Large companies with many disparate divisions or separate entities often suffer from a muddled visual identity, especially if some of those divisions have been taken on or inherited from third parties. It can be a large undertaking to unify the brand proposition of such a company as a whole whilst retaining an element of individuality in each of the sub-brands. The BBC is a great example of a large organisation with many sub-brands that manages to maintain a cohesive core identity whilst also allowing each division to assert its own personality.
Last month, Bauer Media unveiled a new rebrand set to be launched nationwide next year. The company is the largest privately owned publishing company in Europe with properties including Empire Magazine, FHM and 4Music as well as 17 radio brands from Absolute to Metro. It is the radio stations that are the focus of the unifying rebrand built around the idea of ‘Your’ radio and the slogan ‘Closer to You’.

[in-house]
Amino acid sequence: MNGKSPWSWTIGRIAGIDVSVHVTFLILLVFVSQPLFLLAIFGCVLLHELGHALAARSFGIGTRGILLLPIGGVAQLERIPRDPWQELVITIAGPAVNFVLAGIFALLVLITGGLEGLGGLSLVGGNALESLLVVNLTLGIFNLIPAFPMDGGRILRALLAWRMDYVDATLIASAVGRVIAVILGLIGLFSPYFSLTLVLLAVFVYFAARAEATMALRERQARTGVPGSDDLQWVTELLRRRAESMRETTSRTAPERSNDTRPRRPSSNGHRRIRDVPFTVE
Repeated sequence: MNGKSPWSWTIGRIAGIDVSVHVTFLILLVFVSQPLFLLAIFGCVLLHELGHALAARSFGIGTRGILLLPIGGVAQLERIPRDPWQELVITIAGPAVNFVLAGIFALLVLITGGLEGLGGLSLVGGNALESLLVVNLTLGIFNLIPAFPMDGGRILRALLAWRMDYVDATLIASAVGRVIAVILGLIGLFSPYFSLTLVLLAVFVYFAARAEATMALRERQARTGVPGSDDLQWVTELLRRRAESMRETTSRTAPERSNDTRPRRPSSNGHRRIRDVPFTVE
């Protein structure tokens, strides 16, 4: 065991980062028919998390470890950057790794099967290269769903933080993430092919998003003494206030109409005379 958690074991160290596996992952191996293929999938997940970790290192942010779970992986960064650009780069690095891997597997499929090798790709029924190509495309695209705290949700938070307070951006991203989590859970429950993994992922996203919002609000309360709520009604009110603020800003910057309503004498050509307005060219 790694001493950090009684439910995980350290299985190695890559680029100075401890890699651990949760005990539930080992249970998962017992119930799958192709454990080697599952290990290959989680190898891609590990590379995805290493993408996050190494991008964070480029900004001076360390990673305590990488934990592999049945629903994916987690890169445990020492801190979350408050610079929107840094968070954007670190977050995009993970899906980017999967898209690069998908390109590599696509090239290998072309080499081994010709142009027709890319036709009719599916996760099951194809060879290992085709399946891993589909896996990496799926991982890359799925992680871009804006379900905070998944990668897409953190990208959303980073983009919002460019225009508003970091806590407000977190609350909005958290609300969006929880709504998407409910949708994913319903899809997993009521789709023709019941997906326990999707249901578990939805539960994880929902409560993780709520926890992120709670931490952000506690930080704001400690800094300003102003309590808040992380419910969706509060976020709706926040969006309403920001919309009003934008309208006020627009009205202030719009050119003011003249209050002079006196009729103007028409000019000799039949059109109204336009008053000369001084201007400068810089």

The logo system, a bold bespoke word mark ‘Your’ overlaid with the stations’ names in white Gotham font, is nicely executed and certainly succeeds in unifying the visual identity of the many different stations operated by Bauer Media. However, if there was one situation where a range of different identities and logos was a positive strategy, it would be in local radio. Local radio stations exist in isolation from one another rather than as part of a broad network like the BBC. It is for this reason that people choose local radio – because it is focused on their immediate area and is committed and loyal to that community in the same way that its listeners are.
Furthermore, Bauer Media is not a well-known, trusted institution where its sub-brands benefit from close association with the parent, as is the case with the BBC. Most people will not have heard of Bauer Media and will have no positive associations with the company that can be used to leverage brand loyalty from its consumers. Rather, it is the local stations themselves that build and retain their listener base through user familiarity and, more importantly, through their own personality. Having a unique logo (whatever its design merits or flaws) and an idiosyncratic identity helps to gain and maintain the trust of its consumers.
Car stickers on the back windshield aside, when it comes to local radio stations, the logos are rarely the main selling point. But to homogenise their logos and fold them into a cohesive brand network, however smartly designed and implemented, is to remove the one thing that defines local radio – individuality.